The Phoenix's uninspired and ugly Friday night performance simply isn't good enough.
Like it or not, Gareth Morgan and his Welnix consortium partners need to understand the Phoenix are the game's flagship team when the All Whites are on hiatus.
They have a responsibility to ensure their team inspires young, impressionable players and provokes emotion from general sports fans.
The only thing the team is doing is rapidly losing any hard-fought credibility the sport generated some 18 months ago.
It is one thing to discount "knee-jerk responses" and look to future youth development. But the reality is that without a quick-fix even the faithful few paying to come through the gates will eventually lose patience.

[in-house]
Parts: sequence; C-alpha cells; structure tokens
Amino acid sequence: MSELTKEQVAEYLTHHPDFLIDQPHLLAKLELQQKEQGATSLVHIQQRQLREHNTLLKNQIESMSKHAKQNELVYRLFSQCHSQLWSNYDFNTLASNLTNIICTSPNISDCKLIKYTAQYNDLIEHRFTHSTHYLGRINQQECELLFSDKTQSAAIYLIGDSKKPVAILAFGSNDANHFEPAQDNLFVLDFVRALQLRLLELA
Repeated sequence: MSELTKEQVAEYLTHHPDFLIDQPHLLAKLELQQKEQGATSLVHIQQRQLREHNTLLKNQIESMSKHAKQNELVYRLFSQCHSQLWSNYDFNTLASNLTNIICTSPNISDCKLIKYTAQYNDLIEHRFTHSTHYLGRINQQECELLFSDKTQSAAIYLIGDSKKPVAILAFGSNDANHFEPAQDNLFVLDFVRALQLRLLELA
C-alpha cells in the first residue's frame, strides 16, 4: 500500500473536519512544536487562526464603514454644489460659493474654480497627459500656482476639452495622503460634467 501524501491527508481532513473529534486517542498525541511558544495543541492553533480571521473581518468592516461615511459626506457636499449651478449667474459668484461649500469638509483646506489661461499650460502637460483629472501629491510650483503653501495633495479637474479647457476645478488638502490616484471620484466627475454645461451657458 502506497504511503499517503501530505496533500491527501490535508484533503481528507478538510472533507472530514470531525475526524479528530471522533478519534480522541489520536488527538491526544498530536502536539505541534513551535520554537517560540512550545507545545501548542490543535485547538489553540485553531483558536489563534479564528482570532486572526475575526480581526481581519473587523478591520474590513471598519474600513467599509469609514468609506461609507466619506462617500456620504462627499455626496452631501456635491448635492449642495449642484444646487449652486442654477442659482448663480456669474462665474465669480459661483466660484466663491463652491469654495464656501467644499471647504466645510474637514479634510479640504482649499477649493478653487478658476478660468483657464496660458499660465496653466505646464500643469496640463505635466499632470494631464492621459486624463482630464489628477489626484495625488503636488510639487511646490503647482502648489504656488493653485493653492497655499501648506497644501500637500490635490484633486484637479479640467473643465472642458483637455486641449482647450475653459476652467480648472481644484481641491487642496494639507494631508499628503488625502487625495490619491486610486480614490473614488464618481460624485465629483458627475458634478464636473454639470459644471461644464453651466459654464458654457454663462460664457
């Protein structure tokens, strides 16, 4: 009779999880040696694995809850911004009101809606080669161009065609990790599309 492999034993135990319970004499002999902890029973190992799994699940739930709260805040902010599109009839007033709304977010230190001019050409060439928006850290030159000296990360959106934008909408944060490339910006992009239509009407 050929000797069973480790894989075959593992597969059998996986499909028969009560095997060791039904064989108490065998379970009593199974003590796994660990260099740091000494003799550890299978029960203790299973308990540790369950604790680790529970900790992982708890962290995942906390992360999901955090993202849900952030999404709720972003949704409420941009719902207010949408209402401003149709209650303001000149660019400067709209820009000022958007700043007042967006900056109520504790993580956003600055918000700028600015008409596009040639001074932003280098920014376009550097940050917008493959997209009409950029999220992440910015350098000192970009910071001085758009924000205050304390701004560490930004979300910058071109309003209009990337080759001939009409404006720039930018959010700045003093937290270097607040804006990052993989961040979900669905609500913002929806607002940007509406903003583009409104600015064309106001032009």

It's not just about consecutive home losses, it's the manner and style with which they play. So far the season has been plagued by ill-discipline, atrocious defending, poor finishing and feeble decision-making.
Having a plan to identify young talent and develop them to a level where they can match the refinement of Brisbane Roar is undoubtedly the right long-term approach.
But there needs to be serious consideration about how that is structured.
Youth academies have been around for an age at professional clubs. Few are successful. What defines the good ones is coaching personnel, their underpinning beliefs around the principles of play and how they motivate and engage players with potential.
Only time will tell whether the Phoenix's new owners actually get that.
The other major problem is that it's all well and good to develop young talent but it's another trying to keep it.
Danny Hay is a former All White
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